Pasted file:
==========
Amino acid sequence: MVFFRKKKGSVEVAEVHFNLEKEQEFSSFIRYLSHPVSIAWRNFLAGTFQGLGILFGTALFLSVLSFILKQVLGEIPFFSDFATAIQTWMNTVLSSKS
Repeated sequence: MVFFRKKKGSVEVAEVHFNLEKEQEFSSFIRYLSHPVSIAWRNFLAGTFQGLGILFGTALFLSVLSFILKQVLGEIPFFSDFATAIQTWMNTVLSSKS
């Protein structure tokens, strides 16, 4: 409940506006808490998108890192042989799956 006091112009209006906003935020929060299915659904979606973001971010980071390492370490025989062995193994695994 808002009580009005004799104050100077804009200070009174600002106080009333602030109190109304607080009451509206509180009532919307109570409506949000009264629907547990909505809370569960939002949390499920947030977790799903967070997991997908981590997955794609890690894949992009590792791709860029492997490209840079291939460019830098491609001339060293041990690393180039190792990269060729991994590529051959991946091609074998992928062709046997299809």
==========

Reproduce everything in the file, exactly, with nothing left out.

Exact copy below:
Amino acid sequence: MVFFRKKKGSVEVAEVHFNLEKEQEFSSFIRYLSHPVSIAWRNFLAGTFQGLGILFGTALFLSVLSFILKQVLGEIPFFSDFATAIQTWMNTVLSSKS
Repeated sequence: MVFFRKKKGSVEVAEVHFNLEKEQEFSSFIRYLSHPVSIAWRNFLAGTFQGLGILFGTALFLSVLSFILKQVLGEIPFFSDFATAIQTWMNTVLSSKS
């Protein structure tokens, strides 16, 4: 409940506006808490998108890192042989799956 006091112009209006906003935020929060299915659904979606973001971010980071390492370490025989062995193994695994 808002009580009005004799104050100077804009200070009174600002106080009333602030109190109304607080009451509206509180009532919307109570409506949000009264629907547990909505809370569960939002949390499920947030977790799903967070997991997908981590997955794609890690894949992009590792791709860029492997490209840079291939460019830098491609001339060293041990690393180039190792990269060729991994590529051959991946091609074998992928062709046997299809």